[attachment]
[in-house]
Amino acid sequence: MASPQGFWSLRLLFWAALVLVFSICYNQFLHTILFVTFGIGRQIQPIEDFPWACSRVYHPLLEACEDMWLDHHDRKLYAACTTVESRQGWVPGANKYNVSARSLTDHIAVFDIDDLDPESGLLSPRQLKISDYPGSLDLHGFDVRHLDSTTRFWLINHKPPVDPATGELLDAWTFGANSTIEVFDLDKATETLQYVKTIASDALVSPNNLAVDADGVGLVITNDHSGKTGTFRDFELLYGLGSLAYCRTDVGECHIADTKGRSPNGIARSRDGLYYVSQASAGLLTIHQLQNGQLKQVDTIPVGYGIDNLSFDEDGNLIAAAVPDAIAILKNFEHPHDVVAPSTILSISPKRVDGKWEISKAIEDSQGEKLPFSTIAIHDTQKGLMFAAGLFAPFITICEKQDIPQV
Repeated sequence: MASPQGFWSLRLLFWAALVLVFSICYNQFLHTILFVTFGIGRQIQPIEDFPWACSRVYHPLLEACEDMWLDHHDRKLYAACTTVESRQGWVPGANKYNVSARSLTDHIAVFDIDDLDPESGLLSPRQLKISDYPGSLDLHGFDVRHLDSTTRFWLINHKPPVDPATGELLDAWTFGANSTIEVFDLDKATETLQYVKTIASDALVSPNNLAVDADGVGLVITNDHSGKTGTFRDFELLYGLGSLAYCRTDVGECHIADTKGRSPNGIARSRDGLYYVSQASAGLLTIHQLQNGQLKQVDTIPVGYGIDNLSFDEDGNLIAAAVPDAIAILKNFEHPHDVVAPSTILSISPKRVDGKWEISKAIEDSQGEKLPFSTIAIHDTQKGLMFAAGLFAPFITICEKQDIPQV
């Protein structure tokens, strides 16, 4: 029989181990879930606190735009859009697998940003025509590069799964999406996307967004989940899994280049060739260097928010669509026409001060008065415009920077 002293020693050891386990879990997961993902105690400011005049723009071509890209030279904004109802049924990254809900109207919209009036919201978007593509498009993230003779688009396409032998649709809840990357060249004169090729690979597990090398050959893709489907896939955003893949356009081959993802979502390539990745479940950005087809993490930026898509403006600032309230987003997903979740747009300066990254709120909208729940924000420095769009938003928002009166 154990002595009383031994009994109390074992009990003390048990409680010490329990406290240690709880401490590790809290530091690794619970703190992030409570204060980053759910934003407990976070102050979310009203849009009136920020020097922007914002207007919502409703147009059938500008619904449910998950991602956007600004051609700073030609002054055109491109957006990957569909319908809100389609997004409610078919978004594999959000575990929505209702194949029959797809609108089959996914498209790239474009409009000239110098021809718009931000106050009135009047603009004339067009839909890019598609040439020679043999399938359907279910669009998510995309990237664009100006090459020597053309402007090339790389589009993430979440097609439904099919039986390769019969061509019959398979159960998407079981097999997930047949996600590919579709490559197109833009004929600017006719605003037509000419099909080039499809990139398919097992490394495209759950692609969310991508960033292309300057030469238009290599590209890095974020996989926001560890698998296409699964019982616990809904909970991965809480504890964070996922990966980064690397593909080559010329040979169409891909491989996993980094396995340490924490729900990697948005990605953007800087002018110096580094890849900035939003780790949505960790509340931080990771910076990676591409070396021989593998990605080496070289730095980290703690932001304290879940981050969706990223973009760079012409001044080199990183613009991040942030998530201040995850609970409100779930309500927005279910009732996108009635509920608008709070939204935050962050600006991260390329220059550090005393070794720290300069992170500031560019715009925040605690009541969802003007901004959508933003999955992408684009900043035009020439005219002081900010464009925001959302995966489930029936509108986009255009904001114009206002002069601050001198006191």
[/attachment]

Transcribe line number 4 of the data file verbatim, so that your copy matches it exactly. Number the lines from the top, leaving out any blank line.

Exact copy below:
């Protein structure tokens, strides 16, 4: 029989181990879930606190735009859009697998940003025509590069799964999406996307967004989940899994280049060739260097928010669509026409001060008065415009920077 002293020693050891386990879990997961993902105690400011005049723009071509890209030279904004109802049924990254809900109207919209009036919201978007593509498009993230003779688009396409032998649709809840990357060249004169090729690979597990090398050959893709489907896939955003893949356009081959993802979502390539990745479940950005087809993490930026898509403006600032309230987003997903979740747009300066990254709120909208729940924000420095769009938003928002009166 154990002595009383031994009994109390074992009990003390048990409680010490329990406290240690709880401490590790809290530091690794619970703190992030409570204060980053759910934003407990976070102050979310009203849009009136920020020097922007914002207007919502409703147009059938500008619904449910998950991602956007600004051609700073030609002054055109491109957006990957569909319908809100389609997004409610078919978004594999959000575990929505209702194949029959797809609108089959996914498209790239474009409009000239110098021809718009931000106050009135009047603009004339067009839909890019598609040439020679043999399938359907279910669009998510995309990237664009100006090459020597053309402007090339790389589009993430979440097609439904099919039986390769019969061509019959398979159960998407079981097999997930047949996600590919579709490559197109833009004929600017006719605003037509000419099909080039499809990139398919097992490394495209759950692609969310991508960033292309300057030469238009290599590209890095974020996989926001560890698998296409699964019982616990809904909970991965809480504890964070996922990966980064690397593909080559010329040979169409891909491989996993980094396995340490924490729900990697948005990605953007800087002018110096580094890849900035939003780790949505960790509340931080990771910076990676591409070396021989593998990605080496070289730095980290703690932001304290879940981050969706990223973009760079012409001044080199990183613009991040942030998530201040995850609970409100779930309500927005279910009732996108009635509920608008709070939204935050962050600006991260390329220059550090005393070794720290300069992170500031560019715009925040605690009541969802003007901004959508933003999955992408684009900043035009020439005219002081900010464009925001959302995966489930029936509108986009255009904001114009206002002069601050001198006191």